As you’ve likely read in our past blog about our rebranding, at The Ambit Works, we love a good nod to the past. The current printing technology that we utilize today is truly astonishing, but all of that could not have been possible without the old-school printing techniques. We recently acquired a vintage piece of printing furniture and wanted to take some time today to look back on how far the printing industry has come in the past hundred years.

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This photo shows The Ambit Works latest office piece of art – it’s called a “Printer’s Stone”. It’s a tool to help manually set type in order to print using a letter press. It’s called a “printers stone” because the first ones were made from flat stone, but ours is actually topped with iron.  These had to be completely flat so that the type would be set on the same plane to make an even print.  All of the bits of wood are called “furniture” and used to space things out and buffer the sides of the type. We’re really excited about the restoration of this piece and the idea that it will be displayed alongside the latest technology that we use today.

The juxtaposition between old and new together in one place is unique in our industry. Not many people get the chance to work alongside a historical piece that helped their industry grow into what it is today. When you think about all of the hundreds of millions of people that print out papers at home or the office every day, it gives a deeper appreciation for the means of how we got to this point. Hundreds of years ago it took long periods of time to copy and “print” out projects, while today it can take just one second for your finger to hit the right button. Imagine where the industry will be in another hundred years.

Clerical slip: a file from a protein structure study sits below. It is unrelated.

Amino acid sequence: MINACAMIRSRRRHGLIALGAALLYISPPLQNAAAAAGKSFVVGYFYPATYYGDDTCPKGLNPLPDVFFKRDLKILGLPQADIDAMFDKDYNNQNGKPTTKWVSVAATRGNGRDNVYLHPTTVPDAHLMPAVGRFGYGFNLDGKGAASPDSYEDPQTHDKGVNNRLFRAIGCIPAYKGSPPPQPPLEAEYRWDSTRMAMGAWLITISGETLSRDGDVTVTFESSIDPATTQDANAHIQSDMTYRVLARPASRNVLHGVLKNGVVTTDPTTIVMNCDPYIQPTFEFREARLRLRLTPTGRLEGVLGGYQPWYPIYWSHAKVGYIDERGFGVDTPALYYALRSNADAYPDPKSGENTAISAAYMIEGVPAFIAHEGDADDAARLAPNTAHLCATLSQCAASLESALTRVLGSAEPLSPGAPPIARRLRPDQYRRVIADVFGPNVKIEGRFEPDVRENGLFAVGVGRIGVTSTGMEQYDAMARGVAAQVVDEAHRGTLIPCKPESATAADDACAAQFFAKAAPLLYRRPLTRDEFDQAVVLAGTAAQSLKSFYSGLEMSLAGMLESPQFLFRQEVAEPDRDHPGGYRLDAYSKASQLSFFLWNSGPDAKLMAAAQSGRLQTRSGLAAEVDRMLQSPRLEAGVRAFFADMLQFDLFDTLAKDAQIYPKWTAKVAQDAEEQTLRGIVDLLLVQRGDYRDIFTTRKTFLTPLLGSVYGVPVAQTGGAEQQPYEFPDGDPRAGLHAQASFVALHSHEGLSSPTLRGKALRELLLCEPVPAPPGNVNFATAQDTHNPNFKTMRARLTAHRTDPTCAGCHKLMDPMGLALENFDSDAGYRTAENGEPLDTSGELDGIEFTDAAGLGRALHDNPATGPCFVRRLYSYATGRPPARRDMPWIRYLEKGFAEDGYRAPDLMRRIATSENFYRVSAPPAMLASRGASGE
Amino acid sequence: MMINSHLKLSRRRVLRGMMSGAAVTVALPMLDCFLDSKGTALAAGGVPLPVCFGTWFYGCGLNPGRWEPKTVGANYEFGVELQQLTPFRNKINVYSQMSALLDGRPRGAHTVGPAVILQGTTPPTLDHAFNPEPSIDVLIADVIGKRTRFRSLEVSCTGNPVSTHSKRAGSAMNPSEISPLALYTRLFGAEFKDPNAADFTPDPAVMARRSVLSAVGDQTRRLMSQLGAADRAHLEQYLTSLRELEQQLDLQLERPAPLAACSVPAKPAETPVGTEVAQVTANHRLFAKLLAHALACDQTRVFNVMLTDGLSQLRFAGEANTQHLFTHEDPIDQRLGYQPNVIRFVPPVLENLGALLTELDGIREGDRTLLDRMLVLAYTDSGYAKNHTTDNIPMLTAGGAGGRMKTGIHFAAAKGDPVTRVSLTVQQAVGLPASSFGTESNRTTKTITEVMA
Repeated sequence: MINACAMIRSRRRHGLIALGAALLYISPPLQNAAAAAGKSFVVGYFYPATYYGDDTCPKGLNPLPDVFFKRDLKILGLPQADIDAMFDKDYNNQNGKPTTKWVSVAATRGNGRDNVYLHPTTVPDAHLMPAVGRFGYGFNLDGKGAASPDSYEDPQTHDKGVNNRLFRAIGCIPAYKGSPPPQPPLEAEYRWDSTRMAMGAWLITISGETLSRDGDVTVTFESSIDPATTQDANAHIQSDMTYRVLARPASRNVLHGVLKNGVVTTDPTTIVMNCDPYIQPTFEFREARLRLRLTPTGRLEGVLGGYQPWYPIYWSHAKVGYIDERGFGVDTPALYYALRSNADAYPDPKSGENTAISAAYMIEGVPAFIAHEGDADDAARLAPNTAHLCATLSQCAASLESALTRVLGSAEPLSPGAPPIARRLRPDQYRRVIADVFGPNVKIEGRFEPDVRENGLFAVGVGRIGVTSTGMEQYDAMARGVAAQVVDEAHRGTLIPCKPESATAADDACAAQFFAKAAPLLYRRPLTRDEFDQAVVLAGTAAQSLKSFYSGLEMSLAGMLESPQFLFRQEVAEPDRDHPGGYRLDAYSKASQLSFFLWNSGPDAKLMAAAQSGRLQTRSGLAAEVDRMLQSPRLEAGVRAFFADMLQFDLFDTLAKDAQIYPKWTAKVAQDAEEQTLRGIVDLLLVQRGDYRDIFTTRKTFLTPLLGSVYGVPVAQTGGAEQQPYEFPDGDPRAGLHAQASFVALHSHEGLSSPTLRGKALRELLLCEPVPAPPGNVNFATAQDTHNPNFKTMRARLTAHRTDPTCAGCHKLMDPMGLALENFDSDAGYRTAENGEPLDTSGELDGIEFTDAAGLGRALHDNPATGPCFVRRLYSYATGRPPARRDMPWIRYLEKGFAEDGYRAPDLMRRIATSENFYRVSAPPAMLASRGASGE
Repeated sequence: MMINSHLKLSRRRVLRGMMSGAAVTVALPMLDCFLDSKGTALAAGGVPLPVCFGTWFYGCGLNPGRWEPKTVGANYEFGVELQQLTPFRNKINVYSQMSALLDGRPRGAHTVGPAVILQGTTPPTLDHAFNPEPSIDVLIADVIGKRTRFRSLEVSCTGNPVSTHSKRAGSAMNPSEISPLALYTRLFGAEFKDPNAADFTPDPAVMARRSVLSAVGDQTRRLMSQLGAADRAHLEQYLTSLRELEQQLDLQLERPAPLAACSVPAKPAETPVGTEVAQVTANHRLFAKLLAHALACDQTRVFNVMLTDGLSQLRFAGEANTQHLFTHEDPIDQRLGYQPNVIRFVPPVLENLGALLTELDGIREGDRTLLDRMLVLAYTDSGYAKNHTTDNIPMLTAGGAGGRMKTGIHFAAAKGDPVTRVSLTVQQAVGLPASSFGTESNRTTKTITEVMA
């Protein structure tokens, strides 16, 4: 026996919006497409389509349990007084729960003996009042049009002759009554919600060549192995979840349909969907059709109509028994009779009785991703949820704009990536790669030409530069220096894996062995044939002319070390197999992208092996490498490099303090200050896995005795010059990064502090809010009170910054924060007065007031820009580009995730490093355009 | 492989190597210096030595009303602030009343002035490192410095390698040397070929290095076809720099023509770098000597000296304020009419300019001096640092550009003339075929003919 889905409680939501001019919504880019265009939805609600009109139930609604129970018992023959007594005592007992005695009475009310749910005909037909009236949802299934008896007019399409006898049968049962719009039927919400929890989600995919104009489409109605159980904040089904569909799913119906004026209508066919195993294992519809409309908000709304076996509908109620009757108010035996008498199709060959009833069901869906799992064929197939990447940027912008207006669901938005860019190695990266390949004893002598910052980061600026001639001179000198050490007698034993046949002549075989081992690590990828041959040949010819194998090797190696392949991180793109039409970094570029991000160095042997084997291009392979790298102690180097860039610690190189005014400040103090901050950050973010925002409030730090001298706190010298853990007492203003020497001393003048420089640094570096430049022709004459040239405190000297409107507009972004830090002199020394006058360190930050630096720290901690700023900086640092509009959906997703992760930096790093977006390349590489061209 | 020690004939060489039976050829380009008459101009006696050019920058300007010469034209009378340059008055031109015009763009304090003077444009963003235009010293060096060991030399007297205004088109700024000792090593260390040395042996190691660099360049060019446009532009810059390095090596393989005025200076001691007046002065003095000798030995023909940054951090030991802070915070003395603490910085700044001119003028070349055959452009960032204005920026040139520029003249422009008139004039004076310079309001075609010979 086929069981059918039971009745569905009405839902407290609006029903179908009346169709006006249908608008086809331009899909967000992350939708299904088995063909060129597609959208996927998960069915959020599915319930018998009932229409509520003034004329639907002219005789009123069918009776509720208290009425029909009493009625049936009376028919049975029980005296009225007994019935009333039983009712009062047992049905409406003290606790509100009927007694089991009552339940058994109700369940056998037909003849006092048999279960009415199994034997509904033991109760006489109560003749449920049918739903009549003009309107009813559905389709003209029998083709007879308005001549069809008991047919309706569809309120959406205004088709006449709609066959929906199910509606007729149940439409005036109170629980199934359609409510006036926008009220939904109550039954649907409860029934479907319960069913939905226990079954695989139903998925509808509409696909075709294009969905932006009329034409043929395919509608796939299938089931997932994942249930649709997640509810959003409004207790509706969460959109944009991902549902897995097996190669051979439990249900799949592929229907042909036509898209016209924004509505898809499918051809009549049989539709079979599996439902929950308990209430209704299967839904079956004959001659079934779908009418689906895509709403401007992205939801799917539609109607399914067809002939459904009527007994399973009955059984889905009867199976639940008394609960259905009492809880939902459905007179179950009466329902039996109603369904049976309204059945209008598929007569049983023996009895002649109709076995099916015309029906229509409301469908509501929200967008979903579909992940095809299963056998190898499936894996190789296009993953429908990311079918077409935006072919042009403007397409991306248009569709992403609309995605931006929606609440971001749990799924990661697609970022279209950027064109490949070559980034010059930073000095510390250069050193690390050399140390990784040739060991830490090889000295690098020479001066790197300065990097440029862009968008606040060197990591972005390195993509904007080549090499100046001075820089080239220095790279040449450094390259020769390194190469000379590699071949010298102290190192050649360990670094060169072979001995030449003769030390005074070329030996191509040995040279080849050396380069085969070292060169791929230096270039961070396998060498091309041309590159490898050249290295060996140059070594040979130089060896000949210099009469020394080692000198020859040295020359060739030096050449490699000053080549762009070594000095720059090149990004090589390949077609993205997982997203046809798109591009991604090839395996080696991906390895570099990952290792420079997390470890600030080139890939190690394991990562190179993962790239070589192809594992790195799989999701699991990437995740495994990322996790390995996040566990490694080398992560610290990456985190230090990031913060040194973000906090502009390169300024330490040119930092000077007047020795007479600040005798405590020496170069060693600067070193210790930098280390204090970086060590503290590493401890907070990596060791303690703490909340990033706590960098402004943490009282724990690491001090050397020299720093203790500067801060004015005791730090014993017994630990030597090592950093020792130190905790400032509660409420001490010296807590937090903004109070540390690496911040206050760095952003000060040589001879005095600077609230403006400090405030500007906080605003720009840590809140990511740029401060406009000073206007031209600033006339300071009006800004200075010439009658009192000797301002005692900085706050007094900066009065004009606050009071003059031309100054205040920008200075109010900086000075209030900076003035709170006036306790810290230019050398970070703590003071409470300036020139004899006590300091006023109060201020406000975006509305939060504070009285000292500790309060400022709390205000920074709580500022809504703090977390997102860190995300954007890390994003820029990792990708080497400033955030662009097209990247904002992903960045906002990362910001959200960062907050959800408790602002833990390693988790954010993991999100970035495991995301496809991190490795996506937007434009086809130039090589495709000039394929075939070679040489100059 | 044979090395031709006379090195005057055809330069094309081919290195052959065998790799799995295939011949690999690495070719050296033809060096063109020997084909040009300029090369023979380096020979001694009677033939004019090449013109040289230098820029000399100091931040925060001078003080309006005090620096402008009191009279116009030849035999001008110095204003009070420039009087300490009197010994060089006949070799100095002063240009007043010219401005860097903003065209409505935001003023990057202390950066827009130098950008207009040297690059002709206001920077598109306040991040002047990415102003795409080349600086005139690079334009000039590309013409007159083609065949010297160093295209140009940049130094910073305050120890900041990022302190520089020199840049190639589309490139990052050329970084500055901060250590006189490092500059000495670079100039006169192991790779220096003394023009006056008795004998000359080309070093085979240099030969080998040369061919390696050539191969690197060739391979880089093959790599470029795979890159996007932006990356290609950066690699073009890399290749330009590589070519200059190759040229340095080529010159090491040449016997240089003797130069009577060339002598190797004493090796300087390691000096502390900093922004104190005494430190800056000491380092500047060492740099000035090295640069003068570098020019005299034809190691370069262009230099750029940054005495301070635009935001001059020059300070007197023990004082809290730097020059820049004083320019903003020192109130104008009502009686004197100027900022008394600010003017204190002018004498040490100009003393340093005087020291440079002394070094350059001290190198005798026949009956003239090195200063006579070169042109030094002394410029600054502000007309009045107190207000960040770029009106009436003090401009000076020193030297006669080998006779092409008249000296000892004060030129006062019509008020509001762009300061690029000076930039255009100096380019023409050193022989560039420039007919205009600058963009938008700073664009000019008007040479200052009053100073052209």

For us here at The Ambit Works, we love taking a few moments to respect how things have evolved in this business – not only does it make us excited to see how far we’ve come, but it also continues to invigorate us in our everyday work and look forward to what the future brings.

If you’re interested in even more antique printing information, check out The Museum of Printing, located close by in the North Shore of Massachusetts: http://museumofprinting.org/

 

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